Closing the gap

Closing the gap
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Software is central to how we live, learn and work. Whether predicting weather crises, providing life-saving healthcare answers or ensuring the safety of air traffic around the globe, software is a key building block to solving some of the world’s most complex problems. 

The technology we love and depend on to improve our daily lives is possible because of software. Apps on your phone are software — written by coders. Big data analytics and cloud computing are powered by software — written by coders. As such, the demand for coders will only increase with each passing year. 

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According to the National Center for Women & Information Technology (NCWIT), nearly 1.2 million computing jobs will be available in 2022, yet universities in the U.S. currently are only producing 39 percent of the graduates who will be needed to fill those jobs. So what’s the answer? 

It’s right in front of us.

Women today hold only one-quarter of all information technology jobs and, according to the Labor Department, only 20 percent of software developers are women. In 1984, 37 percent of all computer science graduates were women — but today that’s down to just 18 percent, according to the NCWIT. And among school-age girls, just 20 percent of AP computer science test-takers are female, and less than 1 percent of girls in high school express an interest in majoring in computer science. 

Last year, U.S. News & World Report ranked software developer as the best job in the country. But teaching girls to code will do more than just prepare them to get great jobs. It will shift the tech and software landscape to a more multi-dimensional one that will enable more and more girls to be inventors, creators and innovators. This is a huge opportunity for progress, innovation and growth.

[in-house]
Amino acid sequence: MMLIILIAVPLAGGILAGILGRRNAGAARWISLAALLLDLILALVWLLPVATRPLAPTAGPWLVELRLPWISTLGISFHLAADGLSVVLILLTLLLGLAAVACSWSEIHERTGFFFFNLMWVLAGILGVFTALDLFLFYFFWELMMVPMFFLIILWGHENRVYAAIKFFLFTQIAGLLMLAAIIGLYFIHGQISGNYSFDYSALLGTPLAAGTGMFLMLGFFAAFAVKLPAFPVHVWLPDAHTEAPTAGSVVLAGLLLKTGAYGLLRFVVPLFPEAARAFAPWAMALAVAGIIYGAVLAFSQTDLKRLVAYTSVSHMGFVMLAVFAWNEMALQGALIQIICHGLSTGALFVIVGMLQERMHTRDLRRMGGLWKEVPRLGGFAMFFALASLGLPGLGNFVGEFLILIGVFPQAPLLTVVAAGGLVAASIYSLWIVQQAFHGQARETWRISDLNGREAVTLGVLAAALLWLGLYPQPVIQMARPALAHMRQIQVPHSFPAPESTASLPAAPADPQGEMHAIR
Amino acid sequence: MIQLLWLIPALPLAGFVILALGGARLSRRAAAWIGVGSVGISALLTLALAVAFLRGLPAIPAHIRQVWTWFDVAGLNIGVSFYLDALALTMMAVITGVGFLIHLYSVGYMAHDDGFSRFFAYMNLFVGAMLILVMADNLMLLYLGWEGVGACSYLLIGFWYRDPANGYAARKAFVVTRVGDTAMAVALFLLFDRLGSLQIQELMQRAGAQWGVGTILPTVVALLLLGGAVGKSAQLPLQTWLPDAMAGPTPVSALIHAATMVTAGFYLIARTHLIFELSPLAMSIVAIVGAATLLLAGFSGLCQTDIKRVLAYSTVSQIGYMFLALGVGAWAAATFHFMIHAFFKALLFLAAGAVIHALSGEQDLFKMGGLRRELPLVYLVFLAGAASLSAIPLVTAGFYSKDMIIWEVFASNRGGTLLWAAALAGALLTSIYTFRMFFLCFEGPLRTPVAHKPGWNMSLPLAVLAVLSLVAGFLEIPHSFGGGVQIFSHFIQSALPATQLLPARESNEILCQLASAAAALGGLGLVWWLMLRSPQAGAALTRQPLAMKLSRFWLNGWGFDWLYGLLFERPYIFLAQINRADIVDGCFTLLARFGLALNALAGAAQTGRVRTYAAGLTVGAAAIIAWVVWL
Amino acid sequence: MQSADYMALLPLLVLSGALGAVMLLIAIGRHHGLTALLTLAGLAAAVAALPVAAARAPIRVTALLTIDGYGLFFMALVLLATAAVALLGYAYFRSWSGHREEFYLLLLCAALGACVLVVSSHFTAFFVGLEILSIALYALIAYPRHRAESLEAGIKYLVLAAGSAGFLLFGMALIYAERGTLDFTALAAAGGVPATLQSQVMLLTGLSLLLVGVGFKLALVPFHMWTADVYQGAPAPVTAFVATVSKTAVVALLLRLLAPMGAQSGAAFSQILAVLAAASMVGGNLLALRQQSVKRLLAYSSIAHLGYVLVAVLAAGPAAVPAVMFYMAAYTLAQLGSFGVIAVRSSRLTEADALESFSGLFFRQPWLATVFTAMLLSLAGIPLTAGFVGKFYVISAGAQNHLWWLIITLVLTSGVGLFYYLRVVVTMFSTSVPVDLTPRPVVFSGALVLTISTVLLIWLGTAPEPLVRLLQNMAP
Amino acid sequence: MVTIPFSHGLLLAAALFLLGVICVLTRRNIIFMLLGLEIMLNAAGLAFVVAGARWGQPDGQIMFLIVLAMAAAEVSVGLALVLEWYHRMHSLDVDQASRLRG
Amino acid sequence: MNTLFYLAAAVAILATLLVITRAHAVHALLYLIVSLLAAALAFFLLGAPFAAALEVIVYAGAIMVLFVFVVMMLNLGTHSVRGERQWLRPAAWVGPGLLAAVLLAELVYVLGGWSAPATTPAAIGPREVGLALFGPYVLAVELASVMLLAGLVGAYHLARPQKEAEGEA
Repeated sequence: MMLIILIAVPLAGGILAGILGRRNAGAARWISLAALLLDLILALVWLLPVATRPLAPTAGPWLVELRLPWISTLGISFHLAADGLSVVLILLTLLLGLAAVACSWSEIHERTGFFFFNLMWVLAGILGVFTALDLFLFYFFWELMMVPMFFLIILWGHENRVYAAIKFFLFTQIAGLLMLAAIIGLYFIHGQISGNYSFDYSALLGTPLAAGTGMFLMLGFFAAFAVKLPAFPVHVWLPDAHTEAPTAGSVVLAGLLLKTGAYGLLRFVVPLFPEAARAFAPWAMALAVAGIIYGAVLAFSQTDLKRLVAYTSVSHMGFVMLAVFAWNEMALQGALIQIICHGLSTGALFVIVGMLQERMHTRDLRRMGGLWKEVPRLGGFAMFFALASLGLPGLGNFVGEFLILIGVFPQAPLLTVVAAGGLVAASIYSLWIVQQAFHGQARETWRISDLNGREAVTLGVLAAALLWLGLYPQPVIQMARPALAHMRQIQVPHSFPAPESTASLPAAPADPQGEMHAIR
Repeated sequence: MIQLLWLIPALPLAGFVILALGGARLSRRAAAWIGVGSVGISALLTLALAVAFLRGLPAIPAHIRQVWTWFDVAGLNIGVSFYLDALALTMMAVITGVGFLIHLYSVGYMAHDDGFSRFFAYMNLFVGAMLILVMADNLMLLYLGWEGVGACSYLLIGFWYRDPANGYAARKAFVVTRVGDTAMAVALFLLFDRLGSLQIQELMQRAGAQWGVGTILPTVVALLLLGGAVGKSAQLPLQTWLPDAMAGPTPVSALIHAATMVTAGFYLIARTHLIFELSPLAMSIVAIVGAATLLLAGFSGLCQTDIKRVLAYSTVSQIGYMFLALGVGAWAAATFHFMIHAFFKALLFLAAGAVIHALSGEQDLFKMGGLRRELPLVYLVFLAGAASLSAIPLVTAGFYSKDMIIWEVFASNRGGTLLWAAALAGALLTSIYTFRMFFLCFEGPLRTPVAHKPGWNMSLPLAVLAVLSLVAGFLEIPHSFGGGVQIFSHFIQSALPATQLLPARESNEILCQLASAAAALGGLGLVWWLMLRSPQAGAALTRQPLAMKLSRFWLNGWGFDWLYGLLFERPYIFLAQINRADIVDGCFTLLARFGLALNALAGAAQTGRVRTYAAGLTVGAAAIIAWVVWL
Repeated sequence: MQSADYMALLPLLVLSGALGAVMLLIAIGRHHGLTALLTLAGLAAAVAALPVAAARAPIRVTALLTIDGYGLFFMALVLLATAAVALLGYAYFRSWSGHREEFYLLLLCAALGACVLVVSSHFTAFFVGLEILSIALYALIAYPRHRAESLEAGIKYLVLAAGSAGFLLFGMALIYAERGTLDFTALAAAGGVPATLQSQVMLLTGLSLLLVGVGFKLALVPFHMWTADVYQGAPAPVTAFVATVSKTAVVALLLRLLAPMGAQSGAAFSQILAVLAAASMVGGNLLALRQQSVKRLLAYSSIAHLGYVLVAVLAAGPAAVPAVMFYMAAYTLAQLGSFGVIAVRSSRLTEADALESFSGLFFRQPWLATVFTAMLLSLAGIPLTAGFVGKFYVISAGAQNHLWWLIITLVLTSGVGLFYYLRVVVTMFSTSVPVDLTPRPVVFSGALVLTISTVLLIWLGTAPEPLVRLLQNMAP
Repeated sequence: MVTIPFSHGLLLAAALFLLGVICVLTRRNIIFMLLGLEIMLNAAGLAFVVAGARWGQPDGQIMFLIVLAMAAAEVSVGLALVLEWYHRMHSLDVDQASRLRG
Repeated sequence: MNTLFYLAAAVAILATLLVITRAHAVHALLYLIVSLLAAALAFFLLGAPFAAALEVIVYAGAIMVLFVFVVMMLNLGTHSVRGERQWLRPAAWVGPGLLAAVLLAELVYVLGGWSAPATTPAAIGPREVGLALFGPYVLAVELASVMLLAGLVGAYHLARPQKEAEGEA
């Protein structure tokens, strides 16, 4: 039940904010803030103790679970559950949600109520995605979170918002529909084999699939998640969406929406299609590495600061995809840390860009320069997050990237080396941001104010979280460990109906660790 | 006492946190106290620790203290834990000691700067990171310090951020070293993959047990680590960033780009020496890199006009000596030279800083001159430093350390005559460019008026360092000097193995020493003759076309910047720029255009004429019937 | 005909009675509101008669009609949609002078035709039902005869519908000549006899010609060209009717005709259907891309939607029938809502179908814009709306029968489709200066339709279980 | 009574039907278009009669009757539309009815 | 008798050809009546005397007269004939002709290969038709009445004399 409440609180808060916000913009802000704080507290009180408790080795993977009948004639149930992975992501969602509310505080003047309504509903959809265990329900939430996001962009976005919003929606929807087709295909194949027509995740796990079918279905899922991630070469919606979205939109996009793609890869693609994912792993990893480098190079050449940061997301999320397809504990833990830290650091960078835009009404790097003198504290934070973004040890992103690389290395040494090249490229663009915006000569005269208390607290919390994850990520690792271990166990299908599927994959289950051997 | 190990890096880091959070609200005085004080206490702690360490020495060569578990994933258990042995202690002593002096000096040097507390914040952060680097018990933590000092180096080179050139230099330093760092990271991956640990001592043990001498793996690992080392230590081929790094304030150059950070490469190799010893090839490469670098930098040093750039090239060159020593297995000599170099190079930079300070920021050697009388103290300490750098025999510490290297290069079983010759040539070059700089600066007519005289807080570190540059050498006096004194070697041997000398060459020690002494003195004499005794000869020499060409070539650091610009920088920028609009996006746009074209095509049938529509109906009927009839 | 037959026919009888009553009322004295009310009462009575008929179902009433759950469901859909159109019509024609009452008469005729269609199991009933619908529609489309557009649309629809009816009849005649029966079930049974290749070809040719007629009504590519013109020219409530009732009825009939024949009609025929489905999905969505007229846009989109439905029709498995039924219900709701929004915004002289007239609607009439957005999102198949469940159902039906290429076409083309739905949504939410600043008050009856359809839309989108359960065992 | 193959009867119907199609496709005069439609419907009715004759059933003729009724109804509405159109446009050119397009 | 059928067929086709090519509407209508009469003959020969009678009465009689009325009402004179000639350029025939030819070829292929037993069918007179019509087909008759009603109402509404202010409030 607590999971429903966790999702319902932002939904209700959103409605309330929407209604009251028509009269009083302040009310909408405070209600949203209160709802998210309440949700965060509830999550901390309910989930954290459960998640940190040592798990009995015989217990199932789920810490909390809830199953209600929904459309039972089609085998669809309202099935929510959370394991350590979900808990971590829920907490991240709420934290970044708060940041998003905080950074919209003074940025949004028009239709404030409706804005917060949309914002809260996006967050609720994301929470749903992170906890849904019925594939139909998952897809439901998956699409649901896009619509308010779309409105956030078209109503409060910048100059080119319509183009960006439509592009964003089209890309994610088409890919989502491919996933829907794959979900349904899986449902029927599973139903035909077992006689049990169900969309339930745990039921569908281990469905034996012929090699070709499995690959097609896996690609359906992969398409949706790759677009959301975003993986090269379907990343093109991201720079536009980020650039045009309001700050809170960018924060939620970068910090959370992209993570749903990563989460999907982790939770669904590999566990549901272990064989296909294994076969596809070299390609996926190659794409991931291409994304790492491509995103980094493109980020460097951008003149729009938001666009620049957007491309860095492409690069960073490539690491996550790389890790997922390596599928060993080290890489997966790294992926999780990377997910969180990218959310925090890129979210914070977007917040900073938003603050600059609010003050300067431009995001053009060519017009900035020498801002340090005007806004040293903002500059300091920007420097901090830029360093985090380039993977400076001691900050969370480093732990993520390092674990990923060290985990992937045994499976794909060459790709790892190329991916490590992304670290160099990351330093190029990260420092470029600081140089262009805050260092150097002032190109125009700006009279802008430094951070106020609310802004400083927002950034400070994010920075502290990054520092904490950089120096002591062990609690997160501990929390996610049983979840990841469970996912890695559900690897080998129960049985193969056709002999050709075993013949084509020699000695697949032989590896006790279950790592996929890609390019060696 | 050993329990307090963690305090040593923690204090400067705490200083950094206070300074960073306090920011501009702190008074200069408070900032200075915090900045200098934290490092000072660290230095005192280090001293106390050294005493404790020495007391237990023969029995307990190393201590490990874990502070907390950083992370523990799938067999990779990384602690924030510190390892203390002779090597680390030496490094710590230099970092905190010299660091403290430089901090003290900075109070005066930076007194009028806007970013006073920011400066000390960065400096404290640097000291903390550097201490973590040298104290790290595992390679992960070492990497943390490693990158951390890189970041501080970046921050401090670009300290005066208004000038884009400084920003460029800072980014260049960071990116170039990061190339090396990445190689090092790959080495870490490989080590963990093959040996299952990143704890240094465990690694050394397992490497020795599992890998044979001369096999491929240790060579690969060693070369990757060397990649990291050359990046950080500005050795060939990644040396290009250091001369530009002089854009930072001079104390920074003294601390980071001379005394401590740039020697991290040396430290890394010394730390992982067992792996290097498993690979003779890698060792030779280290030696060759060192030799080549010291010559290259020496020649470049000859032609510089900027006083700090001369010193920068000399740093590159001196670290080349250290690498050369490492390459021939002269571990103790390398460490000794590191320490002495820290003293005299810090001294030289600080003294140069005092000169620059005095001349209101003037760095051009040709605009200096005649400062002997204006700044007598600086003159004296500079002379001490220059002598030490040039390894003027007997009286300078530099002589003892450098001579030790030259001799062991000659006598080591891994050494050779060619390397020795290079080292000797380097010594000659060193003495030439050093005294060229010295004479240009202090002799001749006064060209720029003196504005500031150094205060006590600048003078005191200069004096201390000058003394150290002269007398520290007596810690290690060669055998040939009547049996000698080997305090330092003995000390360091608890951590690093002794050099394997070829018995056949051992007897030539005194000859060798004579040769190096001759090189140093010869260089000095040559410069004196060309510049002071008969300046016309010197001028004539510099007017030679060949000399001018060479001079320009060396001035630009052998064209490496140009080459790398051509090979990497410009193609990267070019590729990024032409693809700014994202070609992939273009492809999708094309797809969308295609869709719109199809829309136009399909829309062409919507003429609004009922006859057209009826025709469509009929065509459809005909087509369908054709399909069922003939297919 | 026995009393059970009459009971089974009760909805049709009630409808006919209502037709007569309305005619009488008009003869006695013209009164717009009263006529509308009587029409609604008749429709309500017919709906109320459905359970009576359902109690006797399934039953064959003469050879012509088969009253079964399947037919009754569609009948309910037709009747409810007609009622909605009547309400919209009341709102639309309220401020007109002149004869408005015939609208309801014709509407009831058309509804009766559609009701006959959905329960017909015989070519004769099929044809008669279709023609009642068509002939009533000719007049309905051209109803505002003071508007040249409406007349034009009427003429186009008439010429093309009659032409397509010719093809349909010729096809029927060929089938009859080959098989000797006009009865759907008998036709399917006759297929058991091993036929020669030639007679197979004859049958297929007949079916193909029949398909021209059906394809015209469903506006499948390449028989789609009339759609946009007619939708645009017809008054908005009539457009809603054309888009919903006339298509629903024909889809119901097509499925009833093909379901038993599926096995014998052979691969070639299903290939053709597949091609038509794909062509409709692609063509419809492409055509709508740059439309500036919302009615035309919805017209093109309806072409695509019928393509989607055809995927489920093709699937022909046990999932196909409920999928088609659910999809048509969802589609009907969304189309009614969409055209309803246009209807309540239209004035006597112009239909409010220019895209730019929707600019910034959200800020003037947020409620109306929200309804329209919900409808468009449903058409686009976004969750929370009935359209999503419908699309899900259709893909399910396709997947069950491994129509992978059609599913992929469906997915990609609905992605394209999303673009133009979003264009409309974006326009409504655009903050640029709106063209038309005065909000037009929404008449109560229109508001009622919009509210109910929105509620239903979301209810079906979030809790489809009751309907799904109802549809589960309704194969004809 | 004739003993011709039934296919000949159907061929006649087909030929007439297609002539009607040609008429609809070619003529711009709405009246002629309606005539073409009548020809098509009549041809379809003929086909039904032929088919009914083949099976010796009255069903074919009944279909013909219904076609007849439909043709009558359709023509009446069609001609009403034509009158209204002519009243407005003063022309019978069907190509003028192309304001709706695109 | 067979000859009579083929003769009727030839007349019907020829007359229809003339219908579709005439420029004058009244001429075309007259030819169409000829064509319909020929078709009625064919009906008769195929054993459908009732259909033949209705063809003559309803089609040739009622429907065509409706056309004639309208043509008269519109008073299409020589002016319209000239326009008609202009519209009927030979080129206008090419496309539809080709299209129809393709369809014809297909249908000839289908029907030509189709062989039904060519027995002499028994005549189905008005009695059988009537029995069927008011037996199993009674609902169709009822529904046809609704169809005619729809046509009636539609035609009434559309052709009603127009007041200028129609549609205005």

Research conducted by the American Association of University Women shows that young women’s interest in STEM — science, technology, engineering and math — typically wanes in high school. This is the result of everything from unconscious teacher discouragement to societal norms that continue to misguidedly portray STEM as male terrain. 

We need to actively encourage more young women to learn about software engineering early in their academic careers. Girls with such amazing potential to be the history-making inventors and innovators of tomorrow need to understand that the software, applications and tools developed in STEM fields are helping so many people and truly making a difference in the world. 

As two women leading global technology organizations, we are personally and professionally committed to working to address this. We’ve joined to support the first-ever Girls Who Code summer immersion program in Washington, D.C., which kicked off June 29. This seven-week, intensive program will mean building real-world software and coding skills for girls of high school age and inspiring their passion for future exploration in computer science and engineering. 

This summer’s program brings together 60 high school girls from the District of Columbia, Maryland and Virginia for hands-on training and workshops in software development, coding and design. The girls will participate in mentorship activities, including visits to learn from the Washington offices of top-tier U.S. technology companies, leaders in the field, senior government officials and members of Congress. 

If we mean it when we say we want more fresh perspectives in the field and different ways of problem-solving, we need more initiatives like Girls Who Code. Companies, policy makers, schools and parents alike share the responsibility — and the enormous opportunity — to help develop a well-trained, diverse pipeline of female computer scientists and engineers ready to tackle the complex challenges in today’s increasingly software-driven world.

“We don’t even know what the world would look like if we gave girls the leverage and power of technology,” Reshma Saujani, founder and CEO of Girls Who Code, has observed. “Their ideas are centered around changing the world. They’ll do it. I have no doubt.”

We couldn’t agree more.

Espinel serves as CEO and president of BSA | The Software Alliance, a Washington, D.C.-based organization that advocates for the global software industry before governments and in the international marketplace. Hill is vice president and general manager of Lockheed Martin Mission Systems and Training’s Ship & Aviation Systems business,overseeing a diverse portfolio that includes the Littoral Combat Ship program, Coast Guard systems, rotary wing, fixed wing, unmanned aerial systems, lasers and more.